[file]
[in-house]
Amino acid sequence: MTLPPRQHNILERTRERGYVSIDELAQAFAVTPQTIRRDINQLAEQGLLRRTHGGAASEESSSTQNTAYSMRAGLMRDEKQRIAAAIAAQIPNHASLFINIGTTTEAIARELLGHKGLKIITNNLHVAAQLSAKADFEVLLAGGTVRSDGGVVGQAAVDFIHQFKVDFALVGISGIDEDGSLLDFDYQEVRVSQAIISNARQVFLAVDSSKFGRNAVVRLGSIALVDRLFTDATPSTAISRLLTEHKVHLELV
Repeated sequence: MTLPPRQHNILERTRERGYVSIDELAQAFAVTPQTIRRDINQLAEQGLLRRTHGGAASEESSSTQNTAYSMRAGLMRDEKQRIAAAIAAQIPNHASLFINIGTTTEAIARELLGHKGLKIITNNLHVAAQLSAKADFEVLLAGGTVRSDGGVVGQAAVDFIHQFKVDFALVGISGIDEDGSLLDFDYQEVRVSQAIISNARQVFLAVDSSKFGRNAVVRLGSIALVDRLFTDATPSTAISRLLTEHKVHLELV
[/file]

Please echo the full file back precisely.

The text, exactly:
[in-house]
Amino acid sequence: MTLPPRQHNILERTRERGYVSIDELAQAFAVTPQTIRRDINQLAEQGLLRRTHGGAASEESSSTQNTAYSMRAGLMRDEKQRIAAAIAAQIPNHASLFINIGTTTEAIARELLGHKGLKIITNNLHVAAQLSAKADFEVLLAGGTVRSDGGVVGQAAVDFIHQFKVDFALVGISGIDEDGSLLDFDYQEVRVSQAIISNARQVFLAVDSSKFGRNAVVRLGSIALVDRLFTDATPSTAISRLLTEHKVHLELV
Repeated sequence: MTLPPRQHNILERTRERGYVSIDELAQAFAVTPQTIRRDINQLAEQGLLRRTHGGAASEESSSTQNTAYSMRAGLMRDEKQRIAAAIAAQIPNHASLFINIGTTTEAIARELLGHKGLKIITNNLHVAAQLSAKADFEVLLAGGTVRSDGGVVGQAAVDFIHQFKVDFALVGISGIDEDGSLLDFDYQEVRVSQAIISNARQVFLAVDSSKFGRNAVVRLGSIALVDRLFTDATPSTAISRLLTEHKVHLELV